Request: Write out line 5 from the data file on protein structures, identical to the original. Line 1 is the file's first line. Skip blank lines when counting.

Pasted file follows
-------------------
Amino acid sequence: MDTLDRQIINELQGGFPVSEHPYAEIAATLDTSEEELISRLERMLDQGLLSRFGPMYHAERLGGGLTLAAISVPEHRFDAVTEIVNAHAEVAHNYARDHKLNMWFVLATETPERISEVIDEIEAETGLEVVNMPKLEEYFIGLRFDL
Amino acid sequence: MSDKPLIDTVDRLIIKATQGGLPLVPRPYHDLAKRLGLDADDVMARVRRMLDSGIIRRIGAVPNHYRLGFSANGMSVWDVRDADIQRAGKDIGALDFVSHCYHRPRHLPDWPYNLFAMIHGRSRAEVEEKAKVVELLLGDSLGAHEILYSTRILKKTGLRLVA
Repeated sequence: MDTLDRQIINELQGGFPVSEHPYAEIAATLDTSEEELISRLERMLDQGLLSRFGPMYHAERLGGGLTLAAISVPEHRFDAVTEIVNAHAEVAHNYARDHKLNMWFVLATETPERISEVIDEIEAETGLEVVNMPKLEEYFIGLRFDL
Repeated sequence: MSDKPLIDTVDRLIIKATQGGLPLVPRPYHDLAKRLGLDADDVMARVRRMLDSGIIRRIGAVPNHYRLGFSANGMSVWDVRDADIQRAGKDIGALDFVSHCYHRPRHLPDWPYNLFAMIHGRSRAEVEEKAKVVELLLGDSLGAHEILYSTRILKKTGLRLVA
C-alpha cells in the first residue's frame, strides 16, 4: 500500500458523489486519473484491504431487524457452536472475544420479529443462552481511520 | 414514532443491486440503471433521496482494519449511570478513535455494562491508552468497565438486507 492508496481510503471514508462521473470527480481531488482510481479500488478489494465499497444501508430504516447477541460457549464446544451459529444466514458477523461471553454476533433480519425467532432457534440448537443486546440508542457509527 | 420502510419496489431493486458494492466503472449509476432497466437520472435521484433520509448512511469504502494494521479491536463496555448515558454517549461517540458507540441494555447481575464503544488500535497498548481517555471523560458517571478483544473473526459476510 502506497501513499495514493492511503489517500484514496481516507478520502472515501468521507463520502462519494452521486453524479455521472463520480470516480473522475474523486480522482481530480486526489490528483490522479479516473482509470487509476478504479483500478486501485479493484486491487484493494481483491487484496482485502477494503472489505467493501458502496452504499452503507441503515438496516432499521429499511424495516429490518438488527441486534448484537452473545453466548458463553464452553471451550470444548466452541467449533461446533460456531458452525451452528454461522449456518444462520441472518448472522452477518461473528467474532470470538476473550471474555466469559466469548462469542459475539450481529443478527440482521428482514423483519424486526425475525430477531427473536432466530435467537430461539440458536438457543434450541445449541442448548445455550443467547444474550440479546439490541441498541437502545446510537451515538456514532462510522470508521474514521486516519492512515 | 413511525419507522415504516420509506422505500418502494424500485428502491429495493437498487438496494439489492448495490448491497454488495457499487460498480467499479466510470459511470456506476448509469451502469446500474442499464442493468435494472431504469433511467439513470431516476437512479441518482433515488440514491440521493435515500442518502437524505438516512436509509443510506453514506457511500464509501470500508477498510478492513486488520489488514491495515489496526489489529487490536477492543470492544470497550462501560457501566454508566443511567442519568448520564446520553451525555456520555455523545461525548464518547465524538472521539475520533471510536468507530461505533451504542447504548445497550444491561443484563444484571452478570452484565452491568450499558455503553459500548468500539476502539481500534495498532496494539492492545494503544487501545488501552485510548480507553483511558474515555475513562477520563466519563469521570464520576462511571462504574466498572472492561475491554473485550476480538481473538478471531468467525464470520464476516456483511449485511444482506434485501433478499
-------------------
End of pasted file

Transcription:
C-alpha cells in the first residue's frame, strides 16, 4: 500500500458523489486519473484491504431487524457452536472475544420479529443462552481511520 | 414514532443491486440503471433521496482494519449511570478513535455494562491508552468497565438486507 492508496481510503471514508462521473470527480481531488482510481479500488478489494465499497444501508430504516447477541460457549464446544451459529444466514458477523461471553454476533433480519425467532432457534440448537443486546440508542457509527 | 420502510419496489431493486458494492466503472449509476432497466437520472435521484433520509448512511469504502494494521479491536463496555448515558454517549461517540458507540441494555447481575464503544488500535497498548481517555471523560458517571478483544473473526459476510 502506497501513499495514493492511503489517500484514496481516507478520502472515501468521507463520502462519494452521486453524479455521472463520480470516480473522475474523486480522482481530480486526489490528483490522479479516473482509470487509476478504479483500478486501485479493484486491487484493494481483491487484496482485502477494503472489505467493501458502496452504499452503507441503515438496516432499521429499511424495516429490518438488527441486534448484537452473545453466548458463553464452553471451550470444548466452541467449533461446533460456531458452525451452528454461522449456518444462520441472518448472522452477518461473528467474532470470538476473550471474555466469559466469548462469542459475539450481529443478527440482521428482514423483519424486526425475525430477531427473536432466530435467537430461539440458536438457543434450541445449541442448548445455550443467547444474550440479546439490541441498541437502545446510537451515538456514532462510522470508521474514521486516519492512515 | 413511525419507522415504516420509506422505500418502494424500485428502491429495493437498487438496494439489492448495490448491497454488495457499487460498480467499479466510470459511470456506476448509469451502469446500474442499464442493468435494472431504469433511467439513470431516476437512479441518482433515488440514491440521493435515500442518502437524505438516512436509509443510506453514506457511500464509501470500508477498510478492513486488520489488514491495515489496526489489529487490536477492543470492544470497550462501560457501566454508566443511567442519568448520564446520553451525555456520555455523545461525548464518547465524538472521539475520533471510536468507530461505533451504542447504548445497550444491561443484563444484571452478570452484565452491568450499558455503553459500548468500539476502539481500534495498532496494539492492545494503544487501545488501552485510548480507553483511558474515555475513562477520563466519563469521570464520576462511571462504574466498572472492561475491554473485550476480538481473538478471531468467525464470520464476516456483511449485511444482506434485501433478499